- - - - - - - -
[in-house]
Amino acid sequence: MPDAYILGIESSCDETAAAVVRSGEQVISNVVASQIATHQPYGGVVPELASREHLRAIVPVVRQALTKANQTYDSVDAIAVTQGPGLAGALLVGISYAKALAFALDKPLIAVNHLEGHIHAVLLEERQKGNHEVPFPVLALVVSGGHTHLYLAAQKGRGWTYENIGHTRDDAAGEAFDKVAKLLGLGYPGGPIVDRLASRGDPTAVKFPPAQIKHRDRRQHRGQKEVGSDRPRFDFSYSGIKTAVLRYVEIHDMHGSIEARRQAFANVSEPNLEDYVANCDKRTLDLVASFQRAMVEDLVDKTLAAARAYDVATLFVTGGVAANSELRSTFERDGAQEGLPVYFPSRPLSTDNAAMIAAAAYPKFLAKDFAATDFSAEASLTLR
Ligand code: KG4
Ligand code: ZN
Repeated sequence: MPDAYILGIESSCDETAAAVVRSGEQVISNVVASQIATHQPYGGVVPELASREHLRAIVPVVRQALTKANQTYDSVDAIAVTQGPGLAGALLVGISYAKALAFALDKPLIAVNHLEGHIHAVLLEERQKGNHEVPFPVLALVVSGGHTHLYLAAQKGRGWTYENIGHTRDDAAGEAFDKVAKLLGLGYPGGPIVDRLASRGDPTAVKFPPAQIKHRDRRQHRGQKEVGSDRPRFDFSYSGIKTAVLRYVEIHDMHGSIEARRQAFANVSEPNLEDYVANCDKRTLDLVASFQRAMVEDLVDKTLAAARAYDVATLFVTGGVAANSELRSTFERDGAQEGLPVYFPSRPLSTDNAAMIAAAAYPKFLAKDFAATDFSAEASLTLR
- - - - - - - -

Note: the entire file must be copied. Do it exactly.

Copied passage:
[in-house]
Amino acid sequence: MPDAYILGIESSCDETAAAVVRSGEQVISNVVASQIATHQPYGGVVPELASREHLRAIVPVVRQALTKANQTYDSVDAIAVTQGPGLAGALLVGISYAKALAFALDKPLIAVNHLEGHIHAVLLEERQKGNHEVPFPVLALVVSGGHTHLYLAAQKGRGWTYENIGHTRDDAAGEAFDKVAKLLGLGYPGGPIVDRLASRGDPTAVKFPPAQIKHRDRRQHRGQKEVGSDRPRFDFSYSGIKTAVLRYVEIHDMHGSIEARRQAFANVSEPNLEDYVANCDKRTLDLVASFQRAMVEDLVDKTLAAARAYDVATLFVTGGVAANSELRSTFERDGAQEGLPVYFPSRPLSTDNAAMIAAAAYPKFLAKDFAATDFSAEASLTLR
Ligand code: KG4
Ligand code: ZN
Repeated sequence: MPDAYILGIESSCDETAAAVVRSGEQVISNVVASQIATHQPYGGVVPELASREHLRAIVPVVRQALTKANQTYDSVDAIAVTQGPGLAGALLVGISYAKALAFALDKPLIAVNHLEGHIHAVLLEERQKGNHEVPFPVLALVVSGGHTHLYLAAQKGRGWTYENIGHTRDDAAGEAFDKVAKLLGLGYPGGPIVDRLASRGDPTAVKFPPAQIKHRDRRQHRGQKEVGSDRPRFDFSYSGIKTAVLRYVEIHDMHGSIEARRQAFANVSEPNLEDYVANCDKRTLDLVASFQRAMVEDLVDKTLAAARAYDVATLFVTGGVAANSELRSTFERDGAQEGLPVYFPSRPLSTDNAAMIAAAAYPKFLAKDFAATDFSAEASLTLR